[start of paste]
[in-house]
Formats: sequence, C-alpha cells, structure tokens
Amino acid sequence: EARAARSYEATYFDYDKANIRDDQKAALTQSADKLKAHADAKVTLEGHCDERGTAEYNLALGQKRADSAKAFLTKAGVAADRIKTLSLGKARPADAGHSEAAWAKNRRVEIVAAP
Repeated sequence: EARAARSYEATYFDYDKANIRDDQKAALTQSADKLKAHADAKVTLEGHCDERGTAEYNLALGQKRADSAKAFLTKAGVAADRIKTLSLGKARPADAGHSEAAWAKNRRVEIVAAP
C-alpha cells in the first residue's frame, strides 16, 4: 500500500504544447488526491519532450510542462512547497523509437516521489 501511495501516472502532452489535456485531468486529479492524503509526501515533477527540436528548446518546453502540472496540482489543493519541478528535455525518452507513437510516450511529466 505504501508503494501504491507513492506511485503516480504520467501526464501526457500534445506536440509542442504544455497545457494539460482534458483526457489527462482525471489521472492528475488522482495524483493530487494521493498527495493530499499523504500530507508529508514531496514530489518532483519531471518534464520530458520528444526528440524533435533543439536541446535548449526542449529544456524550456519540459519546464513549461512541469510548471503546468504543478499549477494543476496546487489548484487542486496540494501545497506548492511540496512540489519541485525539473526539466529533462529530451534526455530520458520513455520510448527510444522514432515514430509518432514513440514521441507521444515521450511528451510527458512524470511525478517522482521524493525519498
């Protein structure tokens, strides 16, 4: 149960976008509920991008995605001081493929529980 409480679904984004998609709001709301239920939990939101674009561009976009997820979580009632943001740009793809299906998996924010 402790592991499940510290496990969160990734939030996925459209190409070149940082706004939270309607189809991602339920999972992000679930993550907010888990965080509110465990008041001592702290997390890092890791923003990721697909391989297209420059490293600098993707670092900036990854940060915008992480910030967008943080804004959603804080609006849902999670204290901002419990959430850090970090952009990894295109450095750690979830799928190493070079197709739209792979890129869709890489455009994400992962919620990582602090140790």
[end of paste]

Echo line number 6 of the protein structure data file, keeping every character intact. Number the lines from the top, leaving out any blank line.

């Protein structure tokens, strides 16, 4: 149960976008509920991008995605001081493929529980 409480679904984004998609709001709301239920939990939101674009561009976009997820979580009632943001740009793809299906998996924010 402790592991499940510290496990969160990734939030996925459209190409070149940082706004939270309607189809991602339920999972992000679930993550907010888990965080509110465990008041001592702290997390890092890791923003990721697909391989297209420059490293600098993707670092900036990854940060915008992480910030967008943080804004959603804080609006849902999670204290901002419990959430850090970090952009990894295109450095750690979830799928190493070079197709739209792979890129869709890489455009994400992962919620990582602090140790």